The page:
• Agricultural Vehicles: All agricultural vehicles exceeding the defined dimensions and conditions specified above are covered by Agricultural Combinations/Machines Order 2022. These two types of Agricultural Orders allow eligible vehicles and machines to operate anywhere within WA except freeways without needing any permit. Machines can be operated on a road outside Perth’s metropolitan area even with no permit, as per Agricultural Machine Order 2022. However, any over-mass agricultural machine under the Order will not be allowed to cross all the bridges listed in this document.
  • Special Purpose Vehicles: Vehicles that are not classified as tow trucks or agricultural vehicles and used for any purpose aside from carrying a load are under Special Purpose Vehicles. Examples are concrete pumps and fire trucks. Although they carry water, they have specific purposes.

Approved RAVs can carry other items apart from the sizeable indivisible load if they comply with the Guidelines for Transporting Multiple Items on an Oversize or Overmass Vehicle. For example, if it is a multimodal container, the vehicle should not be wider than 2.5m or higher than 12.2m. The height from the top of the container should not be over 4.6m.

RAVs are not allowed to travel at night unless they have obtained a permit to do so. Typically, any RAV with a length of up to 22m and a width of 2.7m can traverse any road. Rigid vehicles, on the other hand, can only operate on roads outside the Metropolitan Area. Any RAV that is 26m long and 3.5m wide are permitted to cross the freeways provided the journey is between 9:30 PM and 5:00 AM.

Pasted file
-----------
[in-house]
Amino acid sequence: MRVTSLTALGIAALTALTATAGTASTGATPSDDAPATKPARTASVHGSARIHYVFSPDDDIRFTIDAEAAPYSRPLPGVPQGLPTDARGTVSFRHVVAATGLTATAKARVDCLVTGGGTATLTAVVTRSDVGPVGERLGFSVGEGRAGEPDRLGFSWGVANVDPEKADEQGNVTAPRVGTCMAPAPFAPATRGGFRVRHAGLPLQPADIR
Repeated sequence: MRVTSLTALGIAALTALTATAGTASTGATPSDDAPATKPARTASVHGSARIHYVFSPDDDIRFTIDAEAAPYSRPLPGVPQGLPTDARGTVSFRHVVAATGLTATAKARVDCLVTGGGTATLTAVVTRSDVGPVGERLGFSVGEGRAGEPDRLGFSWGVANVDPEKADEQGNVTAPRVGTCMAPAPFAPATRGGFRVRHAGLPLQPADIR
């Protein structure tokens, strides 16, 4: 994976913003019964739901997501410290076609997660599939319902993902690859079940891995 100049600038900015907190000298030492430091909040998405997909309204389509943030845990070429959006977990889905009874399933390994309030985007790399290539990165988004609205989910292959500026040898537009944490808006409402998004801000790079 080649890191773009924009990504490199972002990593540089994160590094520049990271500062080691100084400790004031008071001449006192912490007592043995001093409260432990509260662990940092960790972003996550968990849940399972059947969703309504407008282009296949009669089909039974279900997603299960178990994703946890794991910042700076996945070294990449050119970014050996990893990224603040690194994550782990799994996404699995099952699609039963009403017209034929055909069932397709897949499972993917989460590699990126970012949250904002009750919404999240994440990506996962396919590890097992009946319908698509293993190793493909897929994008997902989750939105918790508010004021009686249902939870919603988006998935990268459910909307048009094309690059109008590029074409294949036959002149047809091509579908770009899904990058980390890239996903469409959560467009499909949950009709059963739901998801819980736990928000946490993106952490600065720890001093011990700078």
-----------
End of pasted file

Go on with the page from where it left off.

What About Other States?

The abovementioned permits and requirements apply to Western Australia only. Other states may have varying conditions. For example, Victoria allows loads up to 4.9m high, 5m wide, and 26m long without a permit to cross railways. Tramways require vehicles not exceeding 4.3m in height, 3m in width, and 26m in length.

Access permits for OSOM in New South Wales apply to vehicles under Class 1 Notice or Ministerial Order. Some examples include agricultural machines like grain augers, harvesters, and vehicle combinations used in mining and construction.

Queensland requires all vehicles and combinations to obtain a permit if they exceed 4.5m to 5.5m wide. The permit will allow them to travel on roads in critical areas but should have at least one police escort, along with two escort vehicles. The operator must agree to have at least three escort vehicles travel on main roads.

Let Us Help You

There is no one-size-fits-all permit for oversized load transport. Most permits are difficult to obtain and can take a long time to get approval, which can be a great hassle to haul oversized items within a strict time frame. That’s why we’re here to make things easier for you. At Australia Wide Haulage, we keep up-to-date and compliant with regulations and permits for over-dimensional loads. Partner with us to ensure that your goods are delivered safely and on time anywhere in WA or other states.